Thursday, June 28, 2012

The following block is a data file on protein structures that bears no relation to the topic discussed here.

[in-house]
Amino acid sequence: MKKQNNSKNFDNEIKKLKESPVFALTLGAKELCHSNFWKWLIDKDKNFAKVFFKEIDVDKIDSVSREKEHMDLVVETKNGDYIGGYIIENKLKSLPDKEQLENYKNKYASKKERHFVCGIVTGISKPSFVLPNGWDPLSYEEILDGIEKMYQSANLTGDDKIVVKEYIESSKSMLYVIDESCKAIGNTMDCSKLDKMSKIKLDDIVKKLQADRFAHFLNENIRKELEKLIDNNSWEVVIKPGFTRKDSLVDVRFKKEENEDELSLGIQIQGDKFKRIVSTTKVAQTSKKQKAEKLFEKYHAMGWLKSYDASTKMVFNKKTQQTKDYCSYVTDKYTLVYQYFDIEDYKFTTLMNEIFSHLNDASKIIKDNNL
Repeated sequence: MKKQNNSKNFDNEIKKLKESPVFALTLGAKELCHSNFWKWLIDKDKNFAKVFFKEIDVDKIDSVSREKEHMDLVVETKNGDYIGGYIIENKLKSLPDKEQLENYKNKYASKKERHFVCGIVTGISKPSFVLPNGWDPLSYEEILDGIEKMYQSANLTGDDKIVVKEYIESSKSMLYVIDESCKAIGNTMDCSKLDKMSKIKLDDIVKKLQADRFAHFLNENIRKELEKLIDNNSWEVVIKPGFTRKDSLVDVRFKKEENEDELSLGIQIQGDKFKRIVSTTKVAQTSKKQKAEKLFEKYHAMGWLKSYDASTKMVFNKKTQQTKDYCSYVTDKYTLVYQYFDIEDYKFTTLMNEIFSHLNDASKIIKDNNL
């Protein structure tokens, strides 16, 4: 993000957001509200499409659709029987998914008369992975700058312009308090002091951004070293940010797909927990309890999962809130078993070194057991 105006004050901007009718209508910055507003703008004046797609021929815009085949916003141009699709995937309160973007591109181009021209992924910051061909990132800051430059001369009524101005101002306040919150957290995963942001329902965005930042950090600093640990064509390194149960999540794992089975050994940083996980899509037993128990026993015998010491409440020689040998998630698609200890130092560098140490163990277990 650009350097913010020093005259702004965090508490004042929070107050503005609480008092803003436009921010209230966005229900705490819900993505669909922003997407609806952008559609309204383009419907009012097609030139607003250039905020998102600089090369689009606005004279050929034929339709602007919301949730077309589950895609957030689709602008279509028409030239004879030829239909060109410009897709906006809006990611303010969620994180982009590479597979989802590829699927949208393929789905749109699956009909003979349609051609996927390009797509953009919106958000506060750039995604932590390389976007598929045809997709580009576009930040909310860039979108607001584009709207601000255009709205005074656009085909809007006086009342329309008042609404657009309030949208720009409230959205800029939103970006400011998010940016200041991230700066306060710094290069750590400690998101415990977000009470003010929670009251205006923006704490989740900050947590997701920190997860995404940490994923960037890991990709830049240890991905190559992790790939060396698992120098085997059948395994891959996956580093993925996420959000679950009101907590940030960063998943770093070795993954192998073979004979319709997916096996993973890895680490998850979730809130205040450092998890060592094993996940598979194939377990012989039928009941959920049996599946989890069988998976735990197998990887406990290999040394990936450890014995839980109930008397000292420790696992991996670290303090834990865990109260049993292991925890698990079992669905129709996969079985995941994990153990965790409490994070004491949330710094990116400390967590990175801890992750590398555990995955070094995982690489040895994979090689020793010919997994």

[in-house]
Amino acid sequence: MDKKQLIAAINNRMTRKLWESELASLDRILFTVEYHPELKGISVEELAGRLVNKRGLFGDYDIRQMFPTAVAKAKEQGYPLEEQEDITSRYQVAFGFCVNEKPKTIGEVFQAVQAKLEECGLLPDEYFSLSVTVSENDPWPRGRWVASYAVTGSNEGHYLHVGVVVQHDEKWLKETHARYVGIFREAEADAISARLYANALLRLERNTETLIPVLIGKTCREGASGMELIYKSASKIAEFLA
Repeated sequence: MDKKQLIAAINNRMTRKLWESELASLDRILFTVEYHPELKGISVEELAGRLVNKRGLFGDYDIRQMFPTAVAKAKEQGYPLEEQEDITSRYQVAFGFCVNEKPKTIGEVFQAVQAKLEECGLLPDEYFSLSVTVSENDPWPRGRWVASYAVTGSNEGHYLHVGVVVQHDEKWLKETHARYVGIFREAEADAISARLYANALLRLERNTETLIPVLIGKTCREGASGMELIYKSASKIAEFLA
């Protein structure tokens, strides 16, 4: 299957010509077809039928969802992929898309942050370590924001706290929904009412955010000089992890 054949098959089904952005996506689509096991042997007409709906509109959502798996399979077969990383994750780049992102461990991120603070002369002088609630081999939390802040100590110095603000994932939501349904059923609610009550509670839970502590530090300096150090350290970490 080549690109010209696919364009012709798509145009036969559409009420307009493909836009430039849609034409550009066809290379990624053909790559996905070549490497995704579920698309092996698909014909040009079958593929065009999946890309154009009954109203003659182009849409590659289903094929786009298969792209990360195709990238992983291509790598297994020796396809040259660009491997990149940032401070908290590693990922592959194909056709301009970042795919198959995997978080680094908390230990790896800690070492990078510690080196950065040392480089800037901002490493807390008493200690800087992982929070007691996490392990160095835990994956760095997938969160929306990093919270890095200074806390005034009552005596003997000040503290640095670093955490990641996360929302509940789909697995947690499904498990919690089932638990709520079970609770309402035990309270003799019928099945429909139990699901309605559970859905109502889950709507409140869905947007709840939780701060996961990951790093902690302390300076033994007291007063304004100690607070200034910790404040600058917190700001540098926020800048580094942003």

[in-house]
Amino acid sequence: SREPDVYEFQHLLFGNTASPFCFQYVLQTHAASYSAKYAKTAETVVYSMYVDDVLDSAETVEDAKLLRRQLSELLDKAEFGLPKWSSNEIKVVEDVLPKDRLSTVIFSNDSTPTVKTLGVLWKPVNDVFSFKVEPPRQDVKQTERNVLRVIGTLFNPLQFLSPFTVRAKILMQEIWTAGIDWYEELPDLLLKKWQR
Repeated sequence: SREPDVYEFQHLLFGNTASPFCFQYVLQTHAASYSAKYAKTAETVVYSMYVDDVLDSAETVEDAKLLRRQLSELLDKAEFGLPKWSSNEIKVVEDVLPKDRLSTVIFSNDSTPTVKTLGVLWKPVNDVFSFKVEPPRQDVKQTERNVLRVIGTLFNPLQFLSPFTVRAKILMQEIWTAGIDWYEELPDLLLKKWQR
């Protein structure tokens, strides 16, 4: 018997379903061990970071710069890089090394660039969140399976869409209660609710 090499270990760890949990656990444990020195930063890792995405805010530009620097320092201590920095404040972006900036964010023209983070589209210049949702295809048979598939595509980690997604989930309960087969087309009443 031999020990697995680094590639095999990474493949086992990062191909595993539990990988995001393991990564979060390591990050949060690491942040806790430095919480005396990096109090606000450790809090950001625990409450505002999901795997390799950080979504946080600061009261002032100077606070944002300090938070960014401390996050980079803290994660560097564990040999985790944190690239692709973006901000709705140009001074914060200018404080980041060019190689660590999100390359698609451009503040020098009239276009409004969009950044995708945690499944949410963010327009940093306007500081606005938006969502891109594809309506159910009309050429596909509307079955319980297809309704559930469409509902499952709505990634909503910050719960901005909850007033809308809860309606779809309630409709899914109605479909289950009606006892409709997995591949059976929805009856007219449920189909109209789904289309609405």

In our analytical mind we tend to separate, dissect, and categorize phenomena that is complex and transcends simple definitions, as important things are. One of those is learning, so many books have been written about it and have tried to, and to so some extent have accomplished, describe the steps and conditions in which learning take place. For me learning about the realm of hard sciences, within which the basic understanding of how the "world" works is so fundamental that represents the only way to find the elements necessary to move forward in what appears to be an incoming pedagogical revolution. Specially in higher education. This applies directly to the interaction between the teacher and the pupil. In the old tradition instruction takes place synchronously in what we call the classroom. Today with cyberspace being part of our reality synchronicity evolves into a new meaning. And asynchronous teaching starts to make not only sense in the economic world but in the pedagogical arena. One example of this is Khan Academy which has received support from Microsoft's Bill Gates and it is creating a new paradigm in transmission of information. So the challenge for higher ed is how to create an environment where information is assimilated at the same time (as it has been the objective so far) develop in the student the ability and skill to solve problems by critically thinking about the circumstances and relationships related to the issue. Not only for the short term, of course, but more important for the long term in the understanding that the solution will affect society as a whole.